Author: Jaclyn Kelley
Alex Dupuy is like most 15-year-old boys, except for one very special talent. Last year he stole the headlines during a bowling tournament for bowling a perfect 300. But that high wouldn’t last long.
“My son came to us one day and said I have an ulcer, and we thought, OK, let’s gargle with some salt water and we kept checking on it and it never went away,” said Nancy Dupuy, Alex’s mother.
When the sore on Alex’s tongue never cleared up, but instead started growing, his mother became concerned and took him to see the doctor.
“It has grown so rapidly that I would really like to have the tumor or whatever it was removed,” she said.
Alex was taken to Children’s Hospital for surgery, and doctors removed the sore and 30 percent of his tongue. Three days later test results came back confirming the Dupuy’s worst fears: It was cancer.
“The word aggressive stuck out to me,” Nancy Dupuy said. “The type of cancer that my son presented with was an adult cancer. It’s not usually diagnosed in young children.”
The doctors said Alex had a rapid form of squamous cell carcinoma of the tongue. Four days later he and his parents were on a plane to MD Anderson Cancer Center in Houston.
Through it all, Alex managed to stay positive.
“I felt nervous, I felt scared and I told myself, I’ll be alright,” Alex said.
In Houston Alex would have yet another surgery before starting six weeks of intense radiation.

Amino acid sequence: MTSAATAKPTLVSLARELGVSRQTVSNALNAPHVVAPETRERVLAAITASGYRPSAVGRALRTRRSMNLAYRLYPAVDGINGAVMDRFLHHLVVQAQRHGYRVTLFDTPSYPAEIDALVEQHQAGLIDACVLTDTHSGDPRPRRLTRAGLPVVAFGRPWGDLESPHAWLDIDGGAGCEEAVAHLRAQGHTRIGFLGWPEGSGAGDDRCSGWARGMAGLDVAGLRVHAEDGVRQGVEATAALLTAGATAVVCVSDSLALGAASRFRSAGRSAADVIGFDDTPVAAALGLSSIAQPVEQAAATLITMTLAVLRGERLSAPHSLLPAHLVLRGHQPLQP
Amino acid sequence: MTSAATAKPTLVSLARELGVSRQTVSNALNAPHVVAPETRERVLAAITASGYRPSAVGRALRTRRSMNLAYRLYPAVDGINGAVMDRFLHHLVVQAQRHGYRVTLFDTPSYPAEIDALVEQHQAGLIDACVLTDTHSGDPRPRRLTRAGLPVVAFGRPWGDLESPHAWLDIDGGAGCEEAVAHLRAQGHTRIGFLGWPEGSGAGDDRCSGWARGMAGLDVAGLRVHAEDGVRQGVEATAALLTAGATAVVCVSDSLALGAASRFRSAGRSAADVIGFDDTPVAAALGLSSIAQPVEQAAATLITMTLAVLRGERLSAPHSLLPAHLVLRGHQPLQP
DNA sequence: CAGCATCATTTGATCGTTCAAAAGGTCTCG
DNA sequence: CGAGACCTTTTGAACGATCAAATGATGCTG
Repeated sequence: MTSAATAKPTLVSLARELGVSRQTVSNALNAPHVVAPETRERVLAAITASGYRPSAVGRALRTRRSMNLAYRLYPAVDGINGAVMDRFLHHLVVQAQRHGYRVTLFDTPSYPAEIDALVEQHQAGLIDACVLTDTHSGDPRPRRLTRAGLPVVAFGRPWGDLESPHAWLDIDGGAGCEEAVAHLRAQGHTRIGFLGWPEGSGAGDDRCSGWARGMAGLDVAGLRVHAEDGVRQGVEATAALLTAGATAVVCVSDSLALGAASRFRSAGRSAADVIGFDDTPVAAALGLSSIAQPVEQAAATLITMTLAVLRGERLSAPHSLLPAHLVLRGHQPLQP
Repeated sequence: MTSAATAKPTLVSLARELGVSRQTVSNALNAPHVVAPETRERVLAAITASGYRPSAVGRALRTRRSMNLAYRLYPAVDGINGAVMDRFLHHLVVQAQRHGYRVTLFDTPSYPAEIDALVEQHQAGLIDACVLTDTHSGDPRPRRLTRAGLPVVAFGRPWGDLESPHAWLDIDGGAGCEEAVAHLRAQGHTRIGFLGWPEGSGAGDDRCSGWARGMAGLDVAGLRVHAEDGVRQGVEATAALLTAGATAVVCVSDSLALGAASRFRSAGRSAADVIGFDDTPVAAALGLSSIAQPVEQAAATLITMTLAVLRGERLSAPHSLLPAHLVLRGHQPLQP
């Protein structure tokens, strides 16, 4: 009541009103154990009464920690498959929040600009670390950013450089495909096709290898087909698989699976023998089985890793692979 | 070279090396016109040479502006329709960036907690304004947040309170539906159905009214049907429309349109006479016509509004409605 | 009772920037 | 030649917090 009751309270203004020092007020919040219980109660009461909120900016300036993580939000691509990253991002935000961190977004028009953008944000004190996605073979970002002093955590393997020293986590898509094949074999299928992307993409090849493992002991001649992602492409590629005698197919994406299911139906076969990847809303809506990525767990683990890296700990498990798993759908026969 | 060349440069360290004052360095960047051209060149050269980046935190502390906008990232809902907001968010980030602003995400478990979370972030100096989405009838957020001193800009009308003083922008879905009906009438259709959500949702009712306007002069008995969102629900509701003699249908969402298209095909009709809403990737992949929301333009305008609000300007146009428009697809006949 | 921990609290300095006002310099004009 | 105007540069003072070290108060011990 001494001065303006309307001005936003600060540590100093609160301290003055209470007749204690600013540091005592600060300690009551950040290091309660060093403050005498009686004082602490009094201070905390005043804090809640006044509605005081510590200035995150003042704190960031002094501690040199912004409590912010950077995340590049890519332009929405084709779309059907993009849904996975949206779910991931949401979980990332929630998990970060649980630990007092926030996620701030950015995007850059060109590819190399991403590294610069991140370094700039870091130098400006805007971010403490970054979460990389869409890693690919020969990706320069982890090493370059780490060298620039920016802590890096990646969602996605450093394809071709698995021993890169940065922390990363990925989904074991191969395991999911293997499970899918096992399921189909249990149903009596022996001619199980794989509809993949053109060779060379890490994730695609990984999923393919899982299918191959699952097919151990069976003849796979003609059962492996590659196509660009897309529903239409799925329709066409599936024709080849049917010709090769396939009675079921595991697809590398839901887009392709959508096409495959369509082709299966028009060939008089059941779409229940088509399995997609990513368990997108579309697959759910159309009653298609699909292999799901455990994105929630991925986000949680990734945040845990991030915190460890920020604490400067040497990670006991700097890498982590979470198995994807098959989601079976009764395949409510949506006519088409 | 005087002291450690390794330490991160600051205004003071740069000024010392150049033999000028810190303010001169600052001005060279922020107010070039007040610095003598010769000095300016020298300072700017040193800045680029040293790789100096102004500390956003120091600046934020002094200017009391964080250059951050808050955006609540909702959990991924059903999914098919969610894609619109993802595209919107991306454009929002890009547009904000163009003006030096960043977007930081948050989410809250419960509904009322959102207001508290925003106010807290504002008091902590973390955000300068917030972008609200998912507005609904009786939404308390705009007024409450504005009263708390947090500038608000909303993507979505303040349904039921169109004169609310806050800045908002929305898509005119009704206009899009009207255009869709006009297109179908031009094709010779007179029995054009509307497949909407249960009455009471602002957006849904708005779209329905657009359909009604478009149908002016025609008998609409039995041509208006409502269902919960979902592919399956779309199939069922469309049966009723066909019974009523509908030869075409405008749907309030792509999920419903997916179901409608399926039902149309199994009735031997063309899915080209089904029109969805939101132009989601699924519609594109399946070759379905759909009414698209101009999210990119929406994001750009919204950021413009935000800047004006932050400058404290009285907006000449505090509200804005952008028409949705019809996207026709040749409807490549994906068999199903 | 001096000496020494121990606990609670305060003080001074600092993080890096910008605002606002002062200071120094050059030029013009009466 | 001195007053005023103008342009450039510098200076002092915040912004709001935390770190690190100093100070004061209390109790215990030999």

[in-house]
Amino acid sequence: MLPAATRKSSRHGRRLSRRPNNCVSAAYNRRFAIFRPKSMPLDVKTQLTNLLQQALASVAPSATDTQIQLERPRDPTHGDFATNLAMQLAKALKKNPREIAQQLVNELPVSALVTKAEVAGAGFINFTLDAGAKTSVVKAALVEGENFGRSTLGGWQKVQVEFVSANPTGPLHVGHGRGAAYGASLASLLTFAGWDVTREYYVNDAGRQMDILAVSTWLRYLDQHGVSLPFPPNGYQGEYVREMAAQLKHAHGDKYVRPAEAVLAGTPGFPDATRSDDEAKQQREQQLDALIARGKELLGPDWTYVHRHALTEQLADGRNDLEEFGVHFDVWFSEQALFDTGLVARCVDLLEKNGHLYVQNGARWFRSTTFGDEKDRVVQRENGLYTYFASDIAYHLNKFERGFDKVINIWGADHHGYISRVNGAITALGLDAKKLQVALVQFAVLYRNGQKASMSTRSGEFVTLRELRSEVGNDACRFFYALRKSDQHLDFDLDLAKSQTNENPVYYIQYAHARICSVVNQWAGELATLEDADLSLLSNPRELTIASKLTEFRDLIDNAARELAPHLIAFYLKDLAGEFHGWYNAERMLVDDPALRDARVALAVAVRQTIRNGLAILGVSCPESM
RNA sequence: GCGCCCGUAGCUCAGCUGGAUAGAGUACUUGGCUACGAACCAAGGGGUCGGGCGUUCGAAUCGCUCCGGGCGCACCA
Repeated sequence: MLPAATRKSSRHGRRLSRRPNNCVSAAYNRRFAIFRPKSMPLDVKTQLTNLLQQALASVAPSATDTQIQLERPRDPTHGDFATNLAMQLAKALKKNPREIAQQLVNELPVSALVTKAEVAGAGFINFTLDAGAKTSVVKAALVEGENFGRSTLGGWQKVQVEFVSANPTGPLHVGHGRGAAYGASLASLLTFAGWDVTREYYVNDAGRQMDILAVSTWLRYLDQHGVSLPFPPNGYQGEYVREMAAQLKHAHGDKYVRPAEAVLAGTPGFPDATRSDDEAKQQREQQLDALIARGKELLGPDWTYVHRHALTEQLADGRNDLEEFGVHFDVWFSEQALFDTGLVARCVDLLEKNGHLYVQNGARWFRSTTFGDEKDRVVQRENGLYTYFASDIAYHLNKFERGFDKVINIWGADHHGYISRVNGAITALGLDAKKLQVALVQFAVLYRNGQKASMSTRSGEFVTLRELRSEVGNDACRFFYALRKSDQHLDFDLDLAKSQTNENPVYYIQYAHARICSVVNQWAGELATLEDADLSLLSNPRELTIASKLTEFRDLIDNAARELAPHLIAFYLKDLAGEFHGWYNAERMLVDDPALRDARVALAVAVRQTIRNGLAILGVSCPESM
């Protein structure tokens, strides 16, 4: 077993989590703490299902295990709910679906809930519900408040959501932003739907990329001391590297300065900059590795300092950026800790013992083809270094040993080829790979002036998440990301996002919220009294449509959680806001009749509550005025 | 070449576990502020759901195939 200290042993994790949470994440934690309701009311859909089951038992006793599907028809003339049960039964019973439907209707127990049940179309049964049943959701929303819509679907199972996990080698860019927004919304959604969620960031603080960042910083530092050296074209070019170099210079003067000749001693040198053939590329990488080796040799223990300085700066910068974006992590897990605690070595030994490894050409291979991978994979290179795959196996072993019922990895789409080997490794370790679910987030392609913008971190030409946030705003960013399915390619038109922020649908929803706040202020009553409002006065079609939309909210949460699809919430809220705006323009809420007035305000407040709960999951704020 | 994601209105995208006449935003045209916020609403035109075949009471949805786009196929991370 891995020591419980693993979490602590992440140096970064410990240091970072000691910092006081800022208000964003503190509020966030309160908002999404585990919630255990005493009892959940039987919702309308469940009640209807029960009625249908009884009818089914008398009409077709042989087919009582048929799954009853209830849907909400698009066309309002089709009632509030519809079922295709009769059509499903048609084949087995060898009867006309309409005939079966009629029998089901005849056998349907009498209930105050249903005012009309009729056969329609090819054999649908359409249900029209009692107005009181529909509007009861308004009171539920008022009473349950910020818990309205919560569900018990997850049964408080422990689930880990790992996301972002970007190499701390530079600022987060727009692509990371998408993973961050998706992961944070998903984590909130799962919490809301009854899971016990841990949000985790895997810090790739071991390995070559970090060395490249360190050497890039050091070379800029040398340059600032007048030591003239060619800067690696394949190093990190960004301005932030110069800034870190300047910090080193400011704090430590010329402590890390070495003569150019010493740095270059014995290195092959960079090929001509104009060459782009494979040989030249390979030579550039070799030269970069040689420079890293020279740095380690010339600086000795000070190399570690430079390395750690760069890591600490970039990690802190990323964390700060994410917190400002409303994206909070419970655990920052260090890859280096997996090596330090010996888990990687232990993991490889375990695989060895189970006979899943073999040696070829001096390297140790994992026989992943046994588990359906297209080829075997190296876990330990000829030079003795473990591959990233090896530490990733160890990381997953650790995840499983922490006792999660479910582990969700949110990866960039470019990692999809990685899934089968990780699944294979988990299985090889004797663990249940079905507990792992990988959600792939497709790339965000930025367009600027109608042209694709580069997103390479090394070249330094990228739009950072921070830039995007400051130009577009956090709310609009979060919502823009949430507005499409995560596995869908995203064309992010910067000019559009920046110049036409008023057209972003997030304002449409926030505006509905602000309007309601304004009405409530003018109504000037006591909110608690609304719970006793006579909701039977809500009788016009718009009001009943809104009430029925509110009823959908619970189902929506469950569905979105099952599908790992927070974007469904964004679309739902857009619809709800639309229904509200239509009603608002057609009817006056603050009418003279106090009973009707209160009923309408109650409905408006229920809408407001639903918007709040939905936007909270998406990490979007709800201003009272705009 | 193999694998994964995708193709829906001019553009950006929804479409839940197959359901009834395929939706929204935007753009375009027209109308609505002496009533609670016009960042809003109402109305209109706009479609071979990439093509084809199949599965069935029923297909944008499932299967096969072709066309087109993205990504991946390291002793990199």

“We would wrap his neck because the neck would be burned. The skin, the tissue was burned when it would start to break down,” Nancy Dupuy said.
Dr. Paul Friedlander, the chairman for Tulane’s ear, nose and throat department, said the number of young people with oral cancer is on the rise.
“Most of the cancers we saw were smoking, alcohol related,” Friedlander said. “Right now we’ve seen an increase in a number of people who have not been exposed to cigarettes and alcohol that have these cancers.”
And he said that’s because of the human papaloma virus, or HPV. It’s an orally transmitted virus that he says is easy to get.
“These can be transmitted through oral sexual contact or something as innocuous as an open-mouth kiss,” Friedlander said.
Friedlander said early detection is key.
“If one does have a sore on their mouth, difficulty with swallowing, hoarseness or a neck mass that persists after two or three weeks, it’s a good idea to see your local doctor,” he said.
He recommends parents consider getting their teens the HPV vaccination, which doctors say can help prevent oral cancer.
It’s something Nancy Dupuy did with Alex and his brothers after his diagnosis.
“In our case it wasn’t HPV, but just the thought of oral cancer and that there is maybe something that could have prevented it is just really worth it in the end,” she said.
Several weeks of radiation would take its toll on Alex, but his family says it’s bowling that got him through it.
“On the good days, Alex would bowl and Alex would be in a world that was just perfect, and to me that was the most important thing that helped him get through six weeks of radiation,” Nancy Dupuy said.
Thank to early detection, Alex is now in remission.
“I always thank God I am cancer free.”